Spring has taken its time arriving this year. Nature has gifted us with snow, sleet, rain and high winds, followed by mild temperatures, and then a plunging thermometer. It’s been the coldest April in the Chicago area since 1881. As Mark Twain once put it, “In the spring I have counted one hundred and thirty-six different kinds of weather inside of four-and-twenty hours.” It sure has felt that way.
For Hursthouse designer Jeff True, some plants, like forsythia, automatically trigger thoughts of spring. But it’s often a lonely shrub, flowering by itself in the midst of an otherwise dreary landscape. “Not much of anything else is happening at this time of year and that’s o.k.,” True says. “In my own garden, I want Mother’s Day into Memorial Day looking fantastic.”
Timing is Everything
In early spring there’s usually little color. “It’s a lot of brown twigs and the grass isn’t quite green,” True says. He calls March and early April the “blah” time when few plants are blooming. “There’s usually just a little bit of interest—maybe a few daffodils—but then by late April and May, a garden often looks dynamite.”
Creating an eye-catching, mid-spring display takes planning and careful plant selection. When True selects spring-blooming bulbs such as daffodils, he chooses varieties that bloom from mid-to-late spring (mid-April through May). Early bloomers like February Gold and Tete-a-Tete daffodils are often finished by then. Because these early daffodils are small, they’re a welcome sight, but often there’s little else flowering at that time.
In his own garden, True likes a big display all at once. “I’d rather see bulbs putting on a display when everything else like magnolias, viburnums and serviceberries look great. Even if the overall bloom season is a little shorter, I’d much rather have the whole composition looking terrific all at once.”
When designing a spring garden, True takes into consideration the approximate time when trees and shrubs are expected to bloom. “There are so many spring annuals that go into beds and containers, but it’s really the trees and shrubs that I personally enjoy. You expect color in a container planting, but when you have a specimen plant blooming away in the landscape it’s even more fun.” Here are some of his favorites.
Early to Rise
“There are certain plants that I love in the spring,” True says. Alliums—ornamental onions—begin sending up their big strap-like leaves while the daffodils are emerging. Another is Dicentra ‘Luxuriant’ or bleeding heart, which features dangling, heart-shaped flowers atop mounds of deeply dissected leaves. “Bleeding heart is probably at the top of the list. Plant it in the right place, it’s beautiful.”
While daffodils, muscari and hyacinths are the darlings of spring bulbs, True also likes using tulips in the right location, especially in formal settings. “I don’t like them naturalized and sporadic. I like them planted in a mass or combined with other bulbs and they’ll look terrific because there’s a big punch of color.”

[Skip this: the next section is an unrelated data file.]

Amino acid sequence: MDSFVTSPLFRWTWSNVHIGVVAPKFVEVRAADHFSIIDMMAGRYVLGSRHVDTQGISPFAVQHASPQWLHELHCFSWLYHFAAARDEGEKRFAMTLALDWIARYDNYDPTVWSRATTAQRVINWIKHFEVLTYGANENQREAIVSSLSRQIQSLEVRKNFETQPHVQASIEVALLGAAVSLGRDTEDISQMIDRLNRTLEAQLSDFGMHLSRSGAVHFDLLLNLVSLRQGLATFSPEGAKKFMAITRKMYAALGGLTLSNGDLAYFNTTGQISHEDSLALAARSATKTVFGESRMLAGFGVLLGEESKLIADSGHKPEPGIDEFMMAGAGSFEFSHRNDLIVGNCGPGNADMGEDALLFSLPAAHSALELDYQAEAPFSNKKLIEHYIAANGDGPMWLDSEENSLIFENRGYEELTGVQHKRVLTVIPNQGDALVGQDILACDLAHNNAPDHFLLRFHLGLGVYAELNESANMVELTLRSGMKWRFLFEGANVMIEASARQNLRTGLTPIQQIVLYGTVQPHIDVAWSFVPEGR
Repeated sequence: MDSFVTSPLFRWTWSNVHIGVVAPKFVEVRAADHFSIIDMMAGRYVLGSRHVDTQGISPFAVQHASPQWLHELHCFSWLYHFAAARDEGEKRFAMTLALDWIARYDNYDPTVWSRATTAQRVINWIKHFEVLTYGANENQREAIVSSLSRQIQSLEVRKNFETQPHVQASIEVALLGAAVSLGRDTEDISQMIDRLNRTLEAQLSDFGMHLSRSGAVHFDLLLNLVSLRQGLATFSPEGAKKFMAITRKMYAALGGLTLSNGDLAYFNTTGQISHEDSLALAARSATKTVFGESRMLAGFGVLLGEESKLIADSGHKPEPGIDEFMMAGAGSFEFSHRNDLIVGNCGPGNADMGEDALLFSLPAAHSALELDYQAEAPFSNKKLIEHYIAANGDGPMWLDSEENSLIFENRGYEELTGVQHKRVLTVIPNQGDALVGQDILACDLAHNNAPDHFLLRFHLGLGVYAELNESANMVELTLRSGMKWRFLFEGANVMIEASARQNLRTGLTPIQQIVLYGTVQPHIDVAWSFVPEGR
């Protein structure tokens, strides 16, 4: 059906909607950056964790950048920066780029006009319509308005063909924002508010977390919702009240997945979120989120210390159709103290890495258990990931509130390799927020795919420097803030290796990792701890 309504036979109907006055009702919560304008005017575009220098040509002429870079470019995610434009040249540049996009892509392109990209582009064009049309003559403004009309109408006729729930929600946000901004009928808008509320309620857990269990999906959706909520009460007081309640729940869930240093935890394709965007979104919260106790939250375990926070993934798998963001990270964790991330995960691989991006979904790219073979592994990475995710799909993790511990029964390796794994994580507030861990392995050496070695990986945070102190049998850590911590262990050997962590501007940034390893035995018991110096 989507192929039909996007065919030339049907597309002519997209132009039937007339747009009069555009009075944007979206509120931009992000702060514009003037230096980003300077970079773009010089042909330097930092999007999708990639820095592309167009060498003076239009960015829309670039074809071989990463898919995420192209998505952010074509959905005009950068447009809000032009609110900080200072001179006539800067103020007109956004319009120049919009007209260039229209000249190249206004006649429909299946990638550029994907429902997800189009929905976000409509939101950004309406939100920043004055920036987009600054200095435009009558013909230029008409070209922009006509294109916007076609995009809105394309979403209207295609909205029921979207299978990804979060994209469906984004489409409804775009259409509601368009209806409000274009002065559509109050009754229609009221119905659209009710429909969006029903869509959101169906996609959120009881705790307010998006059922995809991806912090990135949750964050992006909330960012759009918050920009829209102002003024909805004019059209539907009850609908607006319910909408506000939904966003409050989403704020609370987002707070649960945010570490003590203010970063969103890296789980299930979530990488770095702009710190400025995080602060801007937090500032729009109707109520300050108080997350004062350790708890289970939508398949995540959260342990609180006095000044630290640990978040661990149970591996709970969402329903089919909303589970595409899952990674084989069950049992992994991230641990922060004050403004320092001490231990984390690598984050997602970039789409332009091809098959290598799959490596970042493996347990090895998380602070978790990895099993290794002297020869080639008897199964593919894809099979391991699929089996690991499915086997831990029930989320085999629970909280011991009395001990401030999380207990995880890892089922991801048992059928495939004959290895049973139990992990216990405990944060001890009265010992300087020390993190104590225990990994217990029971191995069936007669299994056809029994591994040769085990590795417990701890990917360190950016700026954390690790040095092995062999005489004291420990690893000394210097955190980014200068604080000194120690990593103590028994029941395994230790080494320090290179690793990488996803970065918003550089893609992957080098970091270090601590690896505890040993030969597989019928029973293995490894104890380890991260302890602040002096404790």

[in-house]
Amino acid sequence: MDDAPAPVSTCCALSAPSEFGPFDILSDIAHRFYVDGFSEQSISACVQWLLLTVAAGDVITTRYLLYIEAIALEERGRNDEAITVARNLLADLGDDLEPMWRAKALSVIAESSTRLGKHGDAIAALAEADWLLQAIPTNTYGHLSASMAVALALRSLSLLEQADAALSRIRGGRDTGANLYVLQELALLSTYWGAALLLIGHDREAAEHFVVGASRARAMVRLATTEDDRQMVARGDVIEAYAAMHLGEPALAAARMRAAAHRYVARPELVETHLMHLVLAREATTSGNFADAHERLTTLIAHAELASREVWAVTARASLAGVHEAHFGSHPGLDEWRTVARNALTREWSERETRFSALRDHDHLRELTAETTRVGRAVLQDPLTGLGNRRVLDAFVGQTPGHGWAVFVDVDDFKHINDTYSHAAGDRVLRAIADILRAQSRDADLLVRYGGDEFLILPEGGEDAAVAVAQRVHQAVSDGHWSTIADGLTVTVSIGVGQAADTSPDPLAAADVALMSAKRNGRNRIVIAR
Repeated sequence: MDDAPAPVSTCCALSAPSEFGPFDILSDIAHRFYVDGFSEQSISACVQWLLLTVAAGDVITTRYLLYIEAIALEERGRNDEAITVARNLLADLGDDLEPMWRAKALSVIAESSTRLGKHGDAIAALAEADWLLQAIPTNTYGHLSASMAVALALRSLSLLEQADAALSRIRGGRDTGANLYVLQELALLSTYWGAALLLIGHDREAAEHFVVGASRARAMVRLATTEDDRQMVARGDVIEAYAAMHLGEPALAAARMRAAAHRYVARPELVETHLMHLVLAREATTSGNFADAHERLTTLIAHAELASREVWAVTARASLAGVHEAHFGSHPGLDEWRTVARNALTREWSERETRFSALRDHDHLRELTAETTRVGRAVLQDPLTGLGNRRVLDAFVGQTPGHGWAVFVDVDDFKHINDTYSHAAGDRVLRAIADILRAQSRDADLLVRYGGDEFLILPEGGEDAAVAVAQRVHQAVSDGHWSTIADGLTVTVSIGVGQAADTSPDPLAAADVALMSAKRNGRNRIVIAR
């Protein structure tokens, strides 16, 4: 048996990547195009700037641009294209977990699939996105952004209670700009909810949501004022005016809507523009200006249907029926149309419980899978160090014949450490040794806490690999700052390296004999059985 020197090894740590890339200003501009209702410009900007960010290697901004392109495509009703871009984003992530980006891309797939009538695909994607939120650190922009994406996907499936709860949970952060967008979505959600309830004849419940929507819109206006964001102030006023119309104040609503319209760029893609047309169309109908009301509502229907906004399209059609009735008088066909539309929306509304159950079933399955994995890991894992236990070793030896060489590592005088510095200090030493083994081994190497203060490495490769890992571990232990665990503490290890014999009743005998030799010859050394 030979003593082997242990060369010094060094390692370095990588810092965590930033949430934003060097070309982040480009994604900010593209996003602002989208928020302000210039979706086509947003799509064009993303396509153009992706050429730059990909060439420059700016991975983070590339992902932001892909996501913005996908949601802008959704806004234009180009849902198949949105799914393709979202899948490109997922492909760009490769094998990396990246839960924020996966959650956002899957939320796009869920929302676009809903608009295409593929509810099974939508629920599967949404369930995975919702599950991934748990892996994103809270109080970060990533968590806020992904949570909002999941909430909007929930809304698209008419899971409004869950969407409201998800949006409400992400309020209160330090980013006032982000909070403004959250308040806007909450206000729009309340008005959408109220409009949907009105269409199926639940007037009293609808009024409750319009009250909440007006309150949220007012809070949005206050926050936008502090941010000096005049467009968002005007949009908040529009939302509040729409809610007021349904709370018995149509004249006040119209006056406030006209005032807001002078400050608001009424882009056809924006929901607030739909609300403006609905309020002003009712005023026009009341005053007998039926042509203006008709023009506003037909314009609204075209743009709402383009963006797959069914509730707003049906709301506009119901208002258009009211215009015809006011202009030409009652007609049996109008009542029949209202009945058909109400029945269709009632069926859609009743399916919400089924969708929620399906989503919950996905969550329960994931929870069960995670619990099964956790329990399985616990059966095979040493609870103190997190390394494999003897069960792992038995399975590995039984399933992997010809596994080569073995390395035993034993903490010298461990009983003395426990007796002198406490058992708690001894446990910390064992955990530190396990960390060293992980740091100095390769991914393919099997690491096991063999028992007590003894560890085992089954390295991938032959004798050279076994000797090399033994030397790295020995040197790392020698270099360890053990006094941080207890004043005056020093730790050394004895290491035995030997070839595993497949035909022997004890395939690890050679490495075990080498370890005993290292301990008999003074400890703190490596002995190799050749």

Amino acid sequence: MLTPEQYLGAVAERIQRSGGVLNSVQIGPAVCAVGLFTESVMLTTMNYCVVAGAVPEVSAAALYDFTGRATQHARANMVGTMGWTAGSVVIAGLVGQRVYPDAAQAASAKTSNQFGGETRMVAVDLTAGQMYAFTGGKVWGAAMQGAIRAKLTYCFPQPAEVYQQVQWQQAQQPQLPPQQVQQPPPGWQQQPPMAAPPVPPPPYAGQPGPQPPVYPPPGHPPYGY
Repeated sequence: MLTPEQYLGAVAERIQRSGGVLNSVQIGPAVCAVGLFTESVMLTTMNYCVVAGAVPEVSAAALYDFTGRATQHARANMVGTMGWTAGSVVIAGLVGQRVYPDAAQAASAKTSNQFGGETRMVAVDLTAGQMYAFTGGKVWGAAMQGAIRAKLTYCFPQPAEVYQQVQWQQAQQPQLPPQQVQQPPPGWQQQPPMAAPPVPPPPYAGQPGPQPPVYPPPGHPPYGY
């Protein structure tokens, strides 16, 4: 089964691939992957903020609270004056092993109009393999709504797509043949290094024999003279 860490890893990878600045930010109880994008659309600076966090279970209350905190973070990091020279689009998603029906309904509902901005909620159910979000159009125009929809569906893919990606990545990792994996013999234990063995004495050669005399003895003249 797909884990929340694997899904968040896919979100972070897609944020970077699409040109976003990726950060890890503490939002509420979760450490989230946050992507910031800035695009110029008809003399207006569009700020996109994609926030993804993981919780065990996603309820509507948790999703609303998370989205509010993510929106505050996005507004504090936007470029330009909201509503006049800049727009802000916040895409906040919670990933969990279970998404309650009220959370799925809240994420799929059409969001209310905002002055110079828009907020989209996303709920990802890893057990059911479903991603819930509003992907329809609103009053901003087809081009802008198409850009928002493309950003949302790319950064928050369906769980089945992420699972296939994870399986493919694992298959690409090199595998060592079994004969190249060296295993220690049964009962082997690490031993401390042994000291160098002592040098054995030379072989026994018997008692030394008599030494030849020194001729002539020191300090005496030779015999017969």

Ground-covering hellebores are often blooming by mid-April, sending up dark green leaves and clusters of white, pink or rose-colored bell-shaped flowers. A bonus—the deer and rabbits leave them alone.
True likes using multi-stemmed serviceberry trees (Amelanchier) for their ongoing performance throughout the year. “I like plants that are proven and durable and will take our crazy Chicago winters and summers and will perform consistently. Autumn Brilliance serviceberry is one that we plant the most and it’s one of my preferred ornamental trees because of its multi-season interest.”
Serviceberries wear a cloud of tiny white flowers in spring followed by red berries in summer. Come fall, the leaves turn a pale gold. “You can’t beat the fall color. And, the fruits are not messy because the birds clean them off. In a visible place—outside a key window or near a patio or on a foundation—it’s a winner.”
A white fringe tree is a small, native tree that’s useful in woodland gardens. It can be used as a specimen plant in groups, borders, or near buildings. Its most outstanding feature is the fragrant, strap-like, white flowers that are borne in six- to eight-inch-long fleecy panicles in late May to early June. “It’s a little different—the flowers unfold later than other ornamental spring trees. Everything else has broken bud and leafed out, but it’s just last. And when it flowers, it’s a big show.”
Magnolias are the prom dresses of the garden. “I love them in the spring—I have one in the front of my house.” True chooses bulbs to bloom at the same time as his Dr. Merrill magnolia (Magnolia loebneri ‘Dr. Merrill’). “When the fuzzy buds unfold in full-scale bloom, it’s a show stopper—it looks unbelievable.” He cautions that, as with any spring blooming tree, nature and weather can put a damper on the display. “Some years you have a short window of time when they look amazing and other years it’s longer.”
When it comes to spring flowering shrubs, viburnums are at the top of True’s list, especially those with fragrant flowers. “I’ve always loved viburnums in the spring for the scent and the color,” True says. “I tend to plant them closer to walkways and patios. It’s another winner of a plant.”
One of his favorites is the Korean spice viburnum (Viburnum carlesii), often used for its smaller size. “I can plant them closer to paved spaces, whether it’s the front walk or porch where the fragrance can be enjoyed.” Both Korean spice and Judd viburnums offer intoxicatingly almond-and-vanilla-scented flowers that cloak the shrubs. Fall color can be an outstanding wine-red color.
Although it’s not fragrant, when Mariesii viburnum (Viburnum plicatum f. tomentosum ‘Mariesii’) blooms, its horizontal branches are loaded with so many flowers it looks like it’s covered with snow. “It just shines. It blooms like crazy and you can’t beat that. It’s a great specimen plant and can hold its own.”
Need a little more inspiration? Come explore.